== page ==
5 ways to keep employees engaged and productive ?· 5 ways to keep employees engaged and...
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5 ways to keep employees engaged and productiveHow to provide the right technology so employees can work where, when and how they want to help you grow your business
Your business will never possess a more powerful competitive advantage than your employees. Are you making the right choices to take full advantage of that value or even to hang on to it?
Just 13% of global workers are highly engaged and highly satisfied with their workplace. Of those who are highly engaged, 88% have a greater degree of control over where and when they work they can find private spaces to work in when they need to concentrate, easily work with teams, and make their own choices about the way they want to work.1
One important way to help your own employees stay engaged, satisfied, and productive and creating their best work is through the right technology. Your employees are used to consumer technology
that works without hiccups. If they have an issue, they just download a different app. But at work, your employees need to communicate and collaborate easily and seamlessly, all with the same toolset, whether theyre in the office or working remotely and they need devices that are designed to maximize the benefits of their technology toolsets. Otherwise, they may face unsynced or inaccessible files, siloed data, or applications that dont work as well on mobile devices. Technology woes like these dont just frustrate employees; they impede their ability to collaborate, share opinions and ideas, and perform high-quality work.
According to recent research, when asked about the specific impact of 16 common collaboration tools, most workers surveyed cited only two email and instant messaging as helping them to be more
effective at their jobs.2
This may be why many employees take technology into their own hands: At least 1 in 4 seek out their own mobile and cloud-based apps. But when your employees use unsanctioned tools, it makes it nearly impossible to safeguard your businesss data.
In this e-book, well look more closely at how you can address the problems your employees may be facing with their daily technology, and how you can equip them to do their best work while keeping your data and information secured.
1. Steelcase, Engagement and the Global Workplace, 2016.2. Forrester Research, The Way We Work: A Mobile, Collaborative Workforce Needs an Accessible and Flexible Toolkit, January 2017.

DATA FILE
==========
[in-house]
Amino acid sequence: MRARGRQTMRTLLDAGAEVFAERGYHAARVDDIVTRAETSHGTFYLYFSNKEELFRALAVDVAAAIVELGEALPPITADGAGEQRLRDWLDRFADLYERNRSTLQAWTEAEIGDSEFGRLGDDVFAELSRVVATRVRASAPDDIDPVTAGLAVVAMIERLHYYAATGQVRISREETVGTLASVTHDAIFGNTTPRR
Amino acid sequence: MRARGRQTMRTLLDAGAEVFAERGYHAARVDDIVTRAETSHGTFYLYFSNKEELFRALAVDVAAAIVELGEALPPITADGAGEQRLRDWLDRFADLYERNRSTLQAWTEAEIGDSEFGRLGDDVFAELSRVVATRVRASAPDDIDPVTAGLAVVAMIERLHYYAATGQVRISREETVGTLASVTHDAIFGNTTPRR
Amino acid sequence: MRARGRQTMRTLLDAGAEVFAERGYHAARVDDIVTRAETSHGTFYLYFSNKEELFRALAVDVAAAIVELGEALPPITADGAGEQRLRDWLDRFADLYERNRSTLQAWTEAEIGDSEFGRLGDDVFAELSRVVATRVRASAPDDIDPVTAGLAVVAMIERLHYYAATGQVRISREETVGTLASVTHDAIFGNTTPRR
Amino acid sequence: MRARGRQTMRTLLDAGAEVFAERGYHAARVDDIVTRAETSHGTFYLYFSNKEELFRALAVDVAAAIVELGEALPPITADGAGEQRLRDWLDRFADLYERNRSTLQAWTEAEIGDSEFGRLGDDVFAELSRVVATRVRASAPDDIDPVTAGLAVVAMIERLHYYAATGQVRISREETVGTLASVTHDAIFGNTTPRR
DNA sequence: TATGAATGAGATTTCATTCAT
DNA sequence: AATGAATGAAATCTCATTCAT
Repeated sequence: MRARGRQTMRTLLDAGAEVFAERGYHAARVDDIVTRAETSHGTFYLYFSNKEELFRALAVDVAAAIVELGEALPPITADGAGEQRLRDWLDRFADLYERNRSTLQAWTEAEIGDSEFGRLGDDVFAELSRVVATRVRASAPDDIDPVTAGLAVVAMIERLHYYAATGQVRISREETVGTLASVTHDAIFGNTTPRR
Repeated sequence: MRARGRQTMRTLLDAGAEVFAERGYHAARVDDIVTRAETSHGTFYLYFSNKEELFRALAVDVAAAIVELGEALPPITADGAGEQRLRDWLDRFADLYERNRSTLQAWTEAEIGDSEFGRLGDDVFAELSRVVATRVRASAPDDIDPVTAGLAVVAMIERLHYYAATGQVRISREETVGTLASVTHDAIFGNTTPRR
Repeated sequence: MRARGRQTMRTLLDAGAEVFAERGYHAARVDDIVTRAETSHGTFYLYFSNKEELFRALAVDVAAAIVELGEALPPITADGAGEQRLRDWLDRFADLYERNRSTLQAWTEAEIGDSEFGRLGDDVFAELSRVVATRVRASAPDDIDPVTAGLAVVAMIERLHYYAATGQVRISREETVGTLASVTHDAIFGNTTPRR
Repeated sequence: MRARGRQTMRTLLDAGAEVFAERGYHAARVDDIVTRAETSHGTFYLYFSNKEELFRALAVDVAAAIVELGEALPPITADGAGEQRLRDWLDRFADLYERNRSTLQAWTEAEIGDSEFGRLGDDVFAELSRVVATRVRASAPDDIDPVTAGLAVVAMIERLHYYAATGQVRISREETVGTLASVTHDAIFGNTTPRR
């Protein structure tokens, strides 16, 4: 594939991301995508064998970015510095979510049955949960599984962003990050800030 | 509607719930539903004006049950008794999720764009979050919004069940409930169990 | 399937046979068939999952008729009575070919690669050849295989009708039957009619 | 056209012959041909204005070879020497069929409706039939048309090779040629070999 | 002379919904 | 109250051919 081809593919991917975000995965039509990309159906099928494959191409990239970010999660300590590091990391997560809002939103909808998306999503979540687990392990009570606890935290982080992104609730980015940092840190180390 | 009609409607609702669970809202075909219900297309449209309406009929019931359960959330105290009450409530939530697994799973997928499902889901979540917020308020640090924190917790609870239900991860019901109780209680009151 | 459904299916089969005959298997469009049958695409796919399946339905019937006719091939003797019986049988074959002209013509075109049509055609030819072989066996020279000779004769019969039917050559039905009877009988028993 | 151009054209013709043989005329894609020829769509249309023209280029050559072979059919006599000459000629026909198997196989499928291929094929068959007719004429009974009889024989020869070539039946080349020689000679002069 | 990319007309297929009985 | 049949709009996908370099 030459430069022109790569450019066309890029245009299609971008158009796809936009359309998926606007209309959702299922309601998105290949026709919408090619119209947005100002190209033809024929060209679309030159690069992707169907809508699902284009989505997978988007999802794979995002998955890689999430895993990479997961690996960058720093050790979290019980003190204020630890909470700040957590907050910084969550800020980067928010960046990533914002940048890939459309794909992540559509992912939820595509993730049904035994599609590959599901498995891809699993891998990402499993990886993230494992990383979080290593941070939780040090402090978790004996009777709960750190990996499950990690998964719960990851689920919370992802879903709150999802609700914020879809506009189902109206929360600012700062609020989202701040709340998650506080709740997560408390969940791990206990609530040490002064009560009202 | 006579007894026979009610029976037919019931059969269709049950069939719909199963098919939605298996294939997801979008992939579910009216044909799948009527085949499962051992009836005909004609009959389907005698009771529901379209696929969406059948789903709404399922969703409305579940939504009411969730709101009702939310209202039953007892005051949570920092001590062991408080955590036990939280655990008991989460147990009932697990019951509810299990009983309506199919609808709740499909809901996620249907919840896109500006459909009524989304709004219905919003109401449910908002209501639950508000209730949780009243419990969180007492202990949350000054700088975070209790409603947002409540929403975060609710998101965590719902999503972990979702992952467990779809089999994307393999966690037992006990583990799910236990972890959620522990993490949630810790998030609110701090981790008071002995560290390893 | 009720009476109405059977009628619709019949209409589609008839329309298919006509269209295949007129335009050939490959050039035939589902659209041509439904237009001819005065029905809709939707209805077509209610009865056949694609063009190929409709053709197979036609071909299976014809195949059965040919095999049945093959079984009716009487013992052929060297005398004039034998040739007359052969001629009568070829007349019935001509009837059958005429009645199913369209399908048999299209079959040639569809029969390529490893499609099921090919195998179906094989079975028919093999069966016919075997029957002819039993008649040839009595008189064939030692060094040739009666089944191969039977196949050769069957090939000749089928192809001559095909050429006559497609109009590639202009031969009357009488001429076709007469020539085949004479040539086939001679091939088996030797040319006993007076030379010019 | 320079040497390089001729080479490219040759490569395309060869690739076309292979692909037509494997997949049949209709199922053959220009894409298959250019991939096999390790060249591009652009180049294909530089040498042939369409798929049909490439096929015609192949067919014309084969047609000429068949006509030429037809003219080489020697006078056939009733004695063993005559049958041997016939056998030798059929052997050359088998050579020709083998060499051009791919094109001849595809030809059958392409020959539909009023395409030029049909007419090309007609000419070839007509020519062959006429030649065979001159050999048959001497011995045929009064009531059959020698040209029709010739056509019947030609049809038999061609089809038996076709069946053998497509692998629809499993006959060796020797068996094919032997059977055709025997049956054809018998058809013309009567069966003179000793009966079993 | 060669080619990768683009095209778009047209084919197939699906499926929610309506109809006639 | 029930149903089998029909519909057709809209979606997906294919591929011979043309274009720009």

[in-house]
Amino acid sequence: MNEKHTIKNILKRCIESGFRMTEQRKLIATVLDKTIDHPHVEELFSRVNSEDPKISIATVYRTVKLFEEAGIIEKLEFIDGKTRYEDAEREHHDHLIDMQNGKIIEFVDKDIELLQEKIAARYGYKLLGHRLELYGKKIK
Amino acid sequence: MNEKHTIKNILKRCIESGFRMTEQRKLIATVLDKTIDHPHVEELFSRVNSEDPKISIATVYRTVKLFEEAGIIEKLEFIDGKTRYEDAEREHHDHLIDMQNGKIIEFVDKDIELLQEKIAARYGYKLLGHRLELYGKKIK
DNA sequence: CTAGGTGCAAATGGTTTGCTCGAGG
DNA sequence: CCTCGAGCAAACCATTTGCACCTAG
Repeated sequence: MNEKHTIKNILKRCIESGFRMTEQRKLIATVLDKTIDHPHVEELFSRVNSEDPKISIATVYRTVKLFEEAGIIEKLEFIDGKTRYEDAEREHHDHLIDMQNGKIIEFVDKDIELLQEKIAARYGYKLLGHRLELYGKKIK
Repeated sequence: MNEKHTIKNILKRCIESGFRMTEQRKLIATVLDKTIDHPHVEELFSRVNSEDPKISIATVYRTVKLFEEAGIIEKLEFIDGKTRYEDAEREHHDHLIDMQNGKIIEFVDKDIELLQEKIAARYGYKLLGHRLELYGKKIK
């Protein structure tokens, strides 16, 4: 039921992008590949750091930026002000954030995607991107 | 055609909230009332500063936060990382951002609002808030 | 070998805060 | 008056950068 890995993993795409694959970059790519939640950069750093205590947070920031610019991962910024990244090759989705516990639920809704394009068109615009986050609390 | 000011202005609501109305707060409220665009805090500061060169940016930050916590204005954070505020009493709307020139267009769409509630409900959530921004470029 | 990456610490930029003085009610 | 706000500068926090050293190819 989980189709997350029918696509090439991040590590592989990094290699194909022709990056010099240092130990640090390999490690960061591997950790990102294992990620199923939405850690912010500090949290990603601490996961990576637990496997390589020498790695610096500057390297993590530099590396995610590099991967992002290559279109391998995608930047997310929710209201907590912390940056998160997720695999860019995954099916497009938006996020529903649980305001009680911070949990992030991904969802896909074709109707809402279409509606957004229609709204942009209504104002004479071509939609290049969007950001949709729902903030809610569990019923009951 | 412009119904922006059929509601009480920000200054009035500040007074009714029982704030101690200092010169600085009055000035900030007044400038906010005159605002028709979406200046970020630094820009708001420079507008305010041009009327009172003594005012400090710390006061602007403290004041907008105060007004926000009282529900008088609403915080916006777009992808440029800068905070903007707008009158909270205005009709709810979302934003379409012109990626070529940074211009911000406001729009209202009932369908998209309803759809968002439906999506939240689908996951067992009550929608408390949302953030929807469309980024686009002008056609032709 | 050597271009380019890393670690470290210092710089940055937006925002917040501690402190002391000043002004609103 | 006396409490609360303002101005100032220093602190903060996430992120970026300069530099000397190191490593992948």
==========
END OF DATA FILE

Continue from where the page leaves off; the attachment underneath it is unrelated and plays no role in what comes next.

Choose tools that bring employees together no matter where they work.
Most employees understand the importance of working together: According to Forrester research, 56% believe improved collaboration benefits their customers. Employees are also acutely aware of the tools they use to collaborate: 85% of workers say having the right technology can make or break their ability to collaborate effectively.3
3. Forrester Research, The Way We Work: A Mobile, Collaborative Workforce Needs an Accessible and Flexible Toolkit, January 2017.
Assess your current technology. How well do your businesss technology tools and devices help your employees create, connect, and collaborate with people inside and outside your company? Can they share and collaborate on documents on any device, without versioning issues? Are online meetings quick and easy to set up? 4
Get insights into your collaboration needs. Ask your employees to discuss how they work together and which tools whether you provided them or not they like to use. Your goal should be to uncover features they consider important, but that your business isnt delivering.
Take work/life balance seriously and take steps to back up your commitment.
Living a balanced life is hugely important for employees today work/life balance is second only to compensation when people decide whether to seek new employment.4 One key to addressing work/life balance issues is to give your workers control over their schedules and tasks, allowing them to work on-the-go and remotely, using the devices they prefer.
4. Society for Human Resource Management, Employee Job Satisfaction and Engagement: The Doors of Opportunity Are Open, 2017.
Provide a remote-work toolset. Determine the types of technology youll need in order to make working remotely as effective as working in the office. This can include easily accessible document and data storage; collaboration tools, such as shared calendars and team sites; and a variety of communication tools, including email, an intranet, video conferencing, and instant messaging. Also consider devices you can supply that allow mobility without compromising security and perform seamlessly with the other work-related applications and tools you select.